Europe aims to set the credit rating rules | Business| Economy and finance news from a German perspective | DW | 24.06.2011
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Europe aims to set the credit rating rules

The European Securities and Markets Authority (ESMA) warns US credit ratings agencies that they will need to play by EU rules if they want a license to continue operating within the bloc.

Two of three A's crossed out in red on top of logos of the big three ratings agencies

Europe wants to ensure ratings agencies operate by EU rules

The head of the European Securities and Markets Authority, Steven Maijoor, said Europe wants to break the monopoly currently held by major US ratings companies, and enforce its own operating regulations.

"We shouldn't blindly adopt the regulatory system of a third country," Maijoor told the Financial Times Deutschland, referring to the guidelines governing the behavior of ratings companies in the United States.

He said any agency seeking a license to operate within Europe would be expected to supply extensive paperwork with their application. ESMA said this has not yet been forthcoming.

The biggest agencies, Fitch, Moody's and Standard and Poor's, the latter two of which are American, have been widely criticized since the global financial meltdown.

"Everyone knows that after the crisis there was a big problem with ratings agencies, and that was a conflict of interest," Philip Whyte, senior research fellow with the Centre for European Reform in London told Deutsche Welle. "The people's whose papers were being rated were the people who paid the agencies."

Mixed messages

The marble statues of ancient Greek philosophers Socrates and Plato flank an old building. Gray skies over head

Greece's ratings have been slashed by Standard and Poor

Yet he added that it is sometimes hard to disentangle what politicians say about the behavior of the agencies in the run up to the financial crisis and what they are saying now in the face of sovereign debt woes.

"Either politicians want them to be independent and to do a good job of rating paper, or they want them to be political puppets who respond to European political pressure," Whyte said. "But they can't have it both ways."

For the past year, Europe has been promising to curb the power of the major three agencies, which the Financial Times Deutschland reported as having a collective market share of 95 percent. Although as of July 1, ESMA will hold the sole responsibility for the supervision of credit rating agencies in Europe, Fitch, Moody's and Standard and Poor's will remain the major players.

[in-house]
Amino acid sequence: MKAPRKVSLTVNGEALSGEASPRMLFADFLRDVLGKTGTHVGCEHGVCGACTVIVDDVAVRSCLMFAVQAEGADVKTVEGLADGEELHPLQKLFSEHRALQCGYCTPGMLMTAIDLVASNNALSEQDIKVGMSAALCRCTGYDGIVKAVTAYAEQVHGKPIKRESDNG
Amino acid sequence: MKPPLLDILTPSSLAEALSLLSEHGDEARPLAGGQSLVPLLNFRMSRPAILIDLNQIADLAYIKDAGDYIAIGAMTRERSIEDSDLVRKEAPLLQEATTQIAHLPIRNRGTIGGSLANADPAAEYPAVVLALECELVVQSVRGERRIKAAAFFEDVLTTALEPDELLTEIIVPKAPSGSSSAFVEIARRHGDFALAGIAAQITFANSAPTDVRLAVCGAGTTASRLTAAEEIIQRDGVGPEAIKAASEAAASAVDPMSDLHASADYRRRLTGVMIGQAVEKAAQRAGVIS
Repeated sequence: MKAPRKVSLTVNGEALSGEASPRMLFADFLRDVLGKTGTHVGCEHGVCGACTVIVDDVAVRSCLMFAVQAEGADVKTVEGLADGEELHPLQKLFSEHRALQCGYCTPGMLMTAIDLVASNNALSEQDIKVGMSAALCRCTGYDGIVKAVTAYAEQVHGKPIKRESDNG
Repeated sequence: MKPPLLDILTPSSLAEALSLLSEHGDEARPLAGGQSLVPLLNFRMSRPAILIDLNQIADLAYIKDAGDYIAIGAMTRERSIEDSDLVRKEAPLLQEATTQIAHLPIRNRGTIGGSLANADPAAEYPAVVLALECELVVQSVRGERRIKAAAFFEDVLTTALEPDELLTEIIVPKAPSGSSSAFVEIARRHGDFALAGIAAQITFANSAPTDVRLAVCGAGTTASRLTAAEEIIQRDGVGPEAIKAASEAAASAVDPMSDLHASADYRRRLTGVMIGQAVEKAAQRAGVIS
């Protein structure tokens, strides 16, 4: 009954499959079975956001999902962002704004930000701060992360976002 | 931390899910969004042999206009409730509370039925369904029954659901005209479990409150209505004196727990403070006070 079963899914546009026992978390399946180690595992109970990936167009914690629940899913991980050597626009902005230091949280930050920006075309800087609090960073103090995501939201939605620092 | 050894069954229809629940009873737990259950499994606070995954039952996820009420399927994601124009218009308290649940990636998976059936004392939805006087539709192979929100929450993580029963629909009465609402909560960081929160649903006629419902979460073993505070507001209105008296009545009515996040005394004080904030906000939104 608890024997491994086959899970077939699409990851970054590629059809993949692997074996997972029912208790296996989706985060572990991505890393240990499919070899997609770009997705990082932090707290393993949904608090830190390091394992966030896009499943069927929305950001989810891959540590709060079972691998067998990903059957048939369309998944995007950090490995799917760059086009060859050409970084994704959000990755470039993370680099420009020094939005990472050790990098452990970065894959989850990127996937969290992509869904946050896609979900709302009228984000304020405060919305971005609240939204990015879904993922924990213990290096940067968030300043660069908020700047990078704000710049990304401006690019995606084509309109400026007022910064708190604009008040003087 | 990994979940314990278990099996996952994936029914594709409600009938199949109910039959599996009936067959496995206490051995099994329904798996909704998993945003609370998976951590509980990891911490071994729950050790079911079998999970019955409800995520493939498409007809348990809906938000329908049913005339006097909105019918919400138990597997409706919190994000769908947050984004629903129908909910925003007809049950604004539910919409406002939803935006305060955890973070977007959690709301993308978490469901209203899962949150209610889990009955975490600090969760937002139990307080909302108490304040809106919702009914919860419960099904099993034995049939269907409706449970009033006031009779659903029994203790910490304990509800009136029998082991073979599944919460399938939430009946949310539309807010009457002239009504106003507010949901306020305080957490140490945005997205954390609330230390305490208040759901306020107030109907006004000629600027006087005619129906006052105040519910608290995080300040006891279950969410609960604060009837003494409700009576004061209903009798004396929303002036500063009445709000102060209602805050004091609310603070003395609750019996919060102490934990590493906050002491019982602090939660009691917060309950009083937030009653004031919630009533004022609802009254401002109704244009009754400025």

In a recent EU report on the reform of the ratings industry, Wolf Klinz, a German member of the European Parliament, called on central banks, investors and private banks to practice risk assessment themselves, thereby reducing dependency on the main agencies.

He also said ratings companies should be held accountable for the economic consequences of their actions.

"When the agencies say they are only expressing opinions, it is inaccurate," Klinz said in his report. "What we need is greater responsibility and accountability."

A European ratings entity

Fitch ratings New York HQ

Fitch is owned by a European financial group

The MEP is one of many EU politicians, including Jean-Claude Juncker, chairman of the group of eurozone finance ministers, to back the proposal of the creation of a European ratings agency.

But as Nicolas Veron, a senior fellow with the European think tank Bruegel, was quick to point out, the idea is a very old one, and would be hard to pull off.

"I am not exactly sure what is desired here," he told Deutsche Welle. "If it is a state controlled ratings agency, it would be hard to establish credibility, and it if is about creating a state monopoly, I think it would be a non-starter."

The future of Frankfurt

On Friday, Roland Berger Strategy Consultants announced that it is in talks with the German state of Hesse, the association Frankfurt Main Finance and the Frankfurt Stock exchange "in order to promote, establish and develop a European rating agency in Frankfurt am Main."

The Deutsche Bank towers in Frankfurt. The city below

Could Frankfurt become home to an European ratings agency?

The company's global head of risk management, Markus Krall, said in a statement that it was crucial to "reduce conflicts of interest and restore credibility of and confidence in ratings." He added that Roland Berger was inviting companies and institutions across Europe to participate in setting up the initiative.

Whyte, however, said he is skeptical of both the wish and the need for such an entity. He said he believes the EU is angry with rating agencies for downgrading sovereign debt and is looking for ways to make them stop.

"They always think Anglo-Saxons have an inherent bias and that an EU agency would be more balanced," he said. "But one person's balance is another person's susceptibility to political pressure."

Reporter: Tamsin Walker

Editor: Sean Sinico

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